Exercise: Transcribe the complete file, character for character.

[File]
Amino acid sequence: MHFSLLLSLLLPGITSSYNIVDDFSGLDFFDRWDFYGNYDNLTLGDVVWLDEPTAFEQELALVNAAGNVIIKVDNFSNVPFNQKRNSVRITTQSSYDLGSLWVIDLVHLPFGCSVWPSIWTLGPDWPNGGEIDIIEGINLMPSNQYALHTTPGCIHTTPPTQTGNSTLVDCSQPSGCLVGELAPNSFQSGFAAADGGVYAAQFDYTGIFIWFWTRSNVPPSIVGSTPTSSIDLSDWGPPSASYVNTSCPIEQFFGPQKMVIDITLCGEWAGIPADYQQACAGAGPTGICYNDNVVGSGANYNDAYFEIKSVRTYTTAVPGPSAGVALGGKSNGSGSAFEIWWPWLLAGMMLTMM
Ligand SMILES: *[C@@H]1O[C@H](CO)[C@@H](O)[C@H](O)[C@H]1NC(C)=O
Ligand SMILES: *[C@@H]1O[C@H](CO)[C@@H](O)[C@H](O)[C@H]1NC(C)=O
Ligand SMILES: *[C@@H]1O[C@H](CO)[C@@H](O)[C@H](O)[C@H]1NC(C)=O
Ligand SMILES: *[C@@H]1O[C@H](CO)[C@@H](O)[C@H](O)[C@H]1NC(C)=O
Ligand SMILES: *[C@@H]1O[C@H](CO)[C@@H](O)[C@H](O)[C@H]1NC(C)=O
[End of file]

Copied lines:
Amino acid sequence: MHFSLLLSLLLPGITSSYNIVDDFSGLDFFDRWDFYGNYDNLTLGDVVWLDEPTAFEQELALVNAAGNVIIKVDNFSNVPFNQKRNSVRITTQSSYDLGSLWVIDLVHLPFGCSVWPSIWTLGPDWPNGGEIDIIEGINLMPSNQYALHTTPGCIHTTPPTQTGNSTLVDCSQPSGCLVGELAPNSFQSGFAAADGGVYAAQFDYTGIFIWFWTRSNVPPSIVGSTPTSSIDLSDWGPPSASYVNTSCPIEQFFGPQKMVIDITLCGEWAGIPADYQQACAGAGPTGICYNDNVVGSGANYNDAYFEIKSVRTYTTAVPGPSAGVALGGKSNGSGSAFEIWWPWLLAGMMLTMM
Ligand SMILES: *[C@@H]1O[C@H](CO)[C@@H](O)[C@H](O)[C@H]1NC(C)=O
Ligand SMILES: *[C@@H]1O[C@H](CO)[C@@H](O)[C@H](O)[C@H]1NC(C)=O
Ligand SMILES: *[C@@H]1O[C@H](CO)[C@@H](O)[C@H](O)[C@H]1NC(C)=O
Ligand SMILES: *[C@@H]1O[C@H](CO)[C@@H](O)[C@H](O)[C@H]1NC(C)=O
Ligand SMILES: *[C@@H]1O[C@H](CO)[C@@H](O)[C@H](O)[C@H]1NC(C)=O